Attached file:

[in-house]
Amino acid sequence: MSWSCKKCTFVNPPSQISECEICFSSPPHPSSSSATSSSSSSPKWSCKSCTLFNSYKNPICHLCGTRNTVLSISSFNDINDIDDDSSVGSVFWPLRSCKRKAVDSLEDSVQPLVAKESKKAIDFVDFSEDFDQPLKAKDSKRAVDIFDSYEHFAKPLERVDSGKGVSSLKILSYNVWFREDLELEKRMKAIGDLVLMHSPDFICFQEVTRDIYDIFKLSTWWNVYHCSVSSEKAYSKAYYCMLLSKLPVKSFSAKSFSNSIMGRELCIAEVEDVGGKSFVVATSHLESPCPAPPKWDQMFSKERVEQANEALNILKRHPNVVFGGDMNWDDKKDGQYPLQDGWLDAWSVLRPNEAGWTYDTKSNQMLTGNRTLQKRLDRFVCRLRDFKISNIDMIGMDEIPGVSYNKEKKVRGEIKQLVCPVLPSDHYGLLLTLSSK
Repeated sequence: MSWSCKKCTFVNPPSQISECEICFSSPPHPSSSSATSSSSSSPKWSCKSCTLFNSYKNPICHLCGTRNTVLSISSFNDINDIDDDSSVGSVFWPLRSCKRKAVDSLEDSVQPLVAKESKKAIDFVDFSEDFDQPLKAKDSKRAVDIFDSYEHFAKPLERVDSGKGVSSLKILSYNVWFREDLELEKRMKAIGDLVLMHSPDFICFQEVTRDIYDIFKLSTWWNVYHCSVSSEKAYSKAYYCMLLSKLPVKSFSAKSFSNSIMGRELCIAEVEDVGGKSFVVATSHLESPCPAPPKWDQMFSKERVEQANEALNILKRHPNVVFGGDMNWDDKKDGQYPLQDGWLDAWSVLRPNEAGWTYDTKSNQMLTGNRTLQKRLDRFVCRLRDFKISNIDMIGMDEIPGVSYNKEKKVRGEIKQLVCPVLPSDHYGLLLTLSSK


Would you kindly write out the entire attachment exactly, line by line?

[in-house]
Amino acid sequence: MSWSCKKCTFVNPPSQISECEICFSSPPHPSSSSATSSSSSSPKWSCKSCTLFNSYKNPICHLCGTRNTVLSISSFNDINDIDDDSSVGSVFWPLRSCKRKAVDSLEDSVQPLVAKESKKAIDFVDFSEDFDQPLKAKDSKRAVDIFDSYEHFAKPLERVDSGKGVSSLKILSYNVWFREDLELEKRMKAIGDLVLMHSPDFICFQEVTRDIYDIFKLSTWWNVYHCSVSSEKAYSKAYYCMLLSKLPVKSFSAKSFSNSIMGRELCIAEVEDVGGKSFVVATSHLESPCPAPPKWDQMFSKERVEQANEALNILKRHPNVVFGGDMNWDDKKDGQYPLQDGWLDAWSVLRPNEAGWTYDTKSNQMLTGNRTLQKRLDRFVCRLRDFKISNIDMIGMDEIPGVSYNKEKKVRGEIKQLVCPVLPSDHYGLLLTLSSK
Repeated sequence: MSWSCKKCTFVNPPSQISECEICFSSPPHPSSSSATSSSSSSPKWSCKSCTLFNSYKNPICHLCGTRNTVLSISSFNDINDIDDDSSVGSVFWPLRSCKRKAVDSLEDSVQPLVAKESKKAIDFVDFSEDFDQPLKAKDSKRAVDIFDSYEHFAKPLERVDSGKGVSSLKILSYNVWFREDLELEKRMKAIGDLVLMHSPDFICFQEVTRDIYDIFKLSTWWNVYHCSVSSEKAYSKAYYCMLLSKLPVKSFSAKSFSNSIMGRELCIAEVEDVGGKSFVVATSHLESPCPAPPKWDQMFSKERVEQANEALNILKRHPNVVFGGDMNWDDKKDGQYPLQDGWLDAWSVLRPNEAGWTYDTKSNQMLTGNRTLQKRLDRFVCRLRDFKISNIDMIGMDEIPGVSYNKEKKVRGEIKQLVCPVLPSDHYGLLLTLSSK